Category: Bible and Theology

816bkjgz2xLThe church has recently awakened with renewed interest in the intersection of faith and work, leading to a widespread movement in congregations and seminaries and a constant flow of books, sermons, and other resources (including a hearty bunch from the Acton Institute).

In a new NIV Faith and Work Bible from Zondervan, we gain another valuable tool for expanding our economic imaginations, weaving a rich theology of work more closely with the Biblical text.

Edited by David H. Kim, Executive Director for the Center for Faith and Work, and including a foreword by Tim Keller, the Bible offers a range of pathways and commentaries to assist Christians in connecting the dots between their daily work and the Biblical story.

Kim describes the Bible as a “unique and exciting combination of doctrine, application, and community experience,” with the goal of developing a theology of work that “will hopefully rewire the way you understand the gospel and how it has everything to do with your work.”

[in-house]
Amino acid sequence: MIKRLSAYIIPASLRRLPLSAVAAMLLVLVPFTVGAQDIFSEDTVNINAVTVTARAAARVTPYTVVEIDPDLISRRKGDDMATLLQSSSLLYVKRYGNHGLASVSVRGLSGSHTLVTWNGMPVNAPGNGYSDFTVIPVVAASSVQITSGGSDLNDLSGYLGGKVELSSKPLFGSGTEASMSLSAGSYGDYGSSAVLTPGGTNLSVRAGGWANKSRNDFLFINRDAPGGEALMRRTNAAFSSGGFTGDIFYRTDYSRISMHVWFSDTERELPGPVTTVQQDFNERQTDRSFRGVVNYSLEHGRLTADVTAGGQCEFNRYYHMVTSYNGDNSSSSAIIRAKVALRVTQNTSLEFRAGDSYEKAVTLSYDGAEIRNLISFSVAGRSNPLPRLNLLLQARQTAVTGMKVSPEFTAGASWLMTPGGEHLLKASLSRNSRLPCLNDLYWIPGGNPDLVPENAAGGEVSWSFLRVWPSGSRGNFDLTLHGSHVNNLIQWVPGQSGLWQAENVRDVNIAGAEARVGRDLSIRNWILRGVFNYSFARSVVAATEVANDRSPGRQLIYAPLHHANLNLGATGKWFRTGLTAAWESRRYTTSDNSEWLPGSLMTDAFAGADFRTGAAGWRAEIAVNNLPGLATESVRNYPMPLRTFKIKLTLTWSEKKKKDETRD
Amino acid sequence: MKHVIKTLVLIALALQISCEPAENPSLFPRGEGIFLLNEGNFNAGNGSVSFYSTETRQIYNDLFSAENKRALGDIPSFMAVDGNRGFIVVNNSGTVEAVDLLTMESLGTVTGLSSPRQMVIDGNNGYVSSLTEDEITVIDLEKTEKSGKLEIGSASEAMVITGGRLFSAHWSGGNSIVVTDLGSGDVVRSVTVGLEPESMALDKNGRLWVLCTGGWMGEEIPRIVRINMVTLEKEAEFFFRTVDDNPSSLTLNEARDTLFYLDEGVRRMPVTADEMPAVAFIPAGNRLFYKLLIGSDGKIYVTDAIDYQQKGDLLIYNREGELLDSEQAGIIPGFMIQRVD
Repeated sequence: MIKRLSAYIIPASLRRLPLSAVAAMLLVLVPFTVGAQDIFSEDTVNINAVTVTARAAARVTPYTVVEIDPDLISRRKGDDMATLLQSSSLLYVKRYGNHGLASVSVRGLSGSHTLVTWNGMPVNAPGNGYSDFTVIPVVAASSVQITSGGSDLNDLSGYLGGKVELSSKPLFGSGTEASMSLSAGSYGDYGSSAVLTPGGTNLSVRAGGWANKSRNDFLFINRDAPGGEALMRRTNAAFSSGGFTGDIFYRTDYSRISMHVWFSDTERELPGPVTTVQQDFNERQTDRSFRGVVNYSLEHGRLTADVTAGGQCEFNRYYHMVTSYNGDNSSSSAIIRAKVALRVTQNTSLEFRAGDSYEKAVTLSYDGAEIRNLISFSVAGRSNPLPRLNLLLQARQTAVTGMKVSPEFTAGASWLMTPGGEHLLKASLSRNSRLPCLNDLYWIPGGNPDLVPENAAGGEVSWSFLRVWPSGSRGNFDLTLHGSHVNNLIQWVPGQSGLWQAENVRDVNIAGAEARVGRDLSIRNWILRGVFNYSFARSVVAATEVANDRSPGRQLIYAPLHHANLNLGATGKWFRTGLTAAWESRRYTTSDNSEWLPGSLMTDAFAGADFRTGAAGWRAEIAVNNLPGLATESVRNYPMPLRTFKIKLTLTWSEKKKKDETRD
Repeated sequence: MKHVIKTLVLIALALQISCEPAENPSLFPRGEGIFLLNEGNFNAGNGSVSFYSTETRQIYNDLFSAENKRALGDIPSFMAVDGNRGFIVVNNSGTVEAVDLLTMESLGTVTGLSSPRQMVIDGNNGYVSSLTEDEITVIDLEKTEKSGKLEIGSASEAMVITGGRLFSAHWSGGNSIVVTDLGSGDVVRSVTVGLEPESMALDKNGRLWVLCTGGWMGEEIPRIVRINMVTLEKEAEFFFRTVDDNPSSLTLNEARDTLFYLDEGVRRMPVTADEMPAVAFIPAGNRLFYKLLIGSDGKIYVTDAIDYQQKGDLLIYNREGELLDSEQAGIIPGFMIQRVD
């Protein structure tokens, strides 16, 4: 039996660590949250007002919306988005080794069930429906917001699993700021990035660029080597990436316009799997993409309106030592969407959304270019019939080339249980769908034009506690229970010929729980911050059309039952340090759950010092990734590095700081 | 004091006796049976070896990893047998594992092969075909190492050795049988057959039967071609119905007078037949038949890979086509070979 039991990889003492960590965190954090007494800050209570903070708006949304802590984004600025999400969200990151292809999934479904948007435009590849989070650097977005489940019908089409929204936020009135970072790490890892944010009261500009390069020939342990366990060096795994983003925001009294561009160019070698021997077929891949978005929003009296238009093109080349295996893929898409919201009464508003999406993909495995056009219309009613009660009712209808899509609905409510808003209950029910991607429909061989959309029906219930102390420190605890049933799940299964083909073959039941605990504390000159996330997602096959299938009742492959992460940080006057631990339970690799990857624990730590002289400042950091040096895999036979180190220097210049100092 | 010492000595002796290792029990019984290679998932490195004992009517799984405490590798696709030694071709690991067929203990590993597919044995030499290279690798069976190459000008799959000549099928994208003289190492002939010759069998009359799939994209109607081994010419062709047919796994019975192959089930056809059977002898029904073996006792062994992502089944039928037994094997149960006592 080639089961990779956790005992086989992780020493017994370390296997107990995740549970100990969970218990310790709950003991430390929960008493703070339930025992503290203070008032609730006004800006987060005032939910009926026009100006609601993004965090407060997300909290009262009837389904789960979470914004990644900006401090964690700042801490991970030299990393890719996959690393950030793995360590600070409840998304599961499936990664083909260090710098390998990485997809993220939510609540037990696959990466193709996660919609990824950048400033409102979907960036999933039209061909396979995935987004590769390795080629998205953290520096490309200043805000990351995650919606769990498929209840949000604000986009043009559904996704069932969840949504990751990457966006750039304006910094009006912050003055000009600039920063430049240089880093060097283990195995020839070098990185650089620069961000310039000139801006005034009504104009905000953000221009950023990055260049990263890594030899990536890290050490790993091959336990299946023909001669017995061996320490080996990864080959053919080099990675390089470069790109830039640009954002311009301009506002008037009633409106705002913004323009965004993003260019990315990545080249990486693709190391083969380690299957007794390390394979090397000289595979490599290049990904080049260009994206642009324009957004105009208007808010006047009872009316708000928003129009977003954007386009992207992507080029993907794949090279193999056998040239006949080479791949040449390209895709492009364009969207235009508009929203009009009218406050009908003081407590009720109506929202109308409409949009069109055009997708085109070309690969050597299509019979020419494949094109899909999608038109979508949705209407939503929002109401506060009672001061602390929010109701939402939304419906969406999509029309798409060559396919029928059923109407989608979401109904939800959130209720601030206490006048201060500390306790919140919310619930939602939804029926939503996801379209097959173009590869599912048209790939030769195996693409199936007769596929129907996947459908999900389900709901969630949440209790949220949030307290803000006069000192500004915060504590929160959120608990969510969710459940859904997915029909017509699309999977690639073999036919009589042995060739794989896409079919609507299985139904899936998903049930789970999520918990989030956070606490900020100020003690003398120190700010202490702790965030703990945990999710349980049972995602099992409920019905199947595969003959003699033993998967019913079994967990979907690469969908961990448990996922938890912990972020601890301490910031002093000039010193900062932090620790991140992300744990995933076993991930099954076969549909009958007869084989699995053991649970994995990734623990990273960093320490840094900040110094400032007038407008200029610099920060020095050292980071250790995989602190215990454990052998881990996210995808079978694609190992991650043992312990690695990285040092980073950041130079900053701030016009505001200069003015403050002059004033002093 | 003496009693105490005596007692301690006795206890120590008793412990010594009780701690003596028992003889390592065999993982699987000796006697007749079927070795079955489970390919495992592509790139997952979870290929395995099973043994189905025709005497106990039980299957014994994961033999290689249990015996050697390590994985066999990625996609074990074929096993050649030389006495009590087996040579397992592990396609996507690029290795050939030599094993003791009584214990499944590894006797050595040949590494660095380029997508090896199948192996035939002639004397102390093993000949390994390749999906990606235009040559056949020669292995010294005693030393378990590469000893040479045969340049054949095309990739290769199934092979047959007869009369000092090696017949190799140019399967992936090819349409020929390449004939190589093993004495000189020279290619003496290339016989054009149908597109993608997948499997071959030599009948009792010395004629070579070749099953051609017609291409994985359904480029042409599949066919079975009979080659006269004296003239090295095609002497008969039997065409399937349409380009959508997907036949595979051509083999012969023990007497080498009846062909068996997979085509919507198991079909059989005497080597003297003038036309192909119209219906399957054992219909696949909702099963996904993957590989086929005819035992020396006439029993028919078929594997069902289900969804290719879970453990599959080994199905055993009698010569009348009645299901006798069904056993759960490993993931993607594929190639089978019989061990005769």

To accomplish this, the Bible includes, among other things, (1) specific introductions to each book that highlight key lessons and applications to work and economics; (2) a “storylines” feature that serves as an introductory study for those new to the Bible); (3) essays on doctrine as it relates to stewardship (e.g. dominion in Genesis); (4) historical writings written after the Bible; and (5) real stories of application in daily/modern life. (more…)

“A religious right that is not able to tie public action and cultural concern to a theology of gospel and mission will die and will deserve to die.” –Russell Moore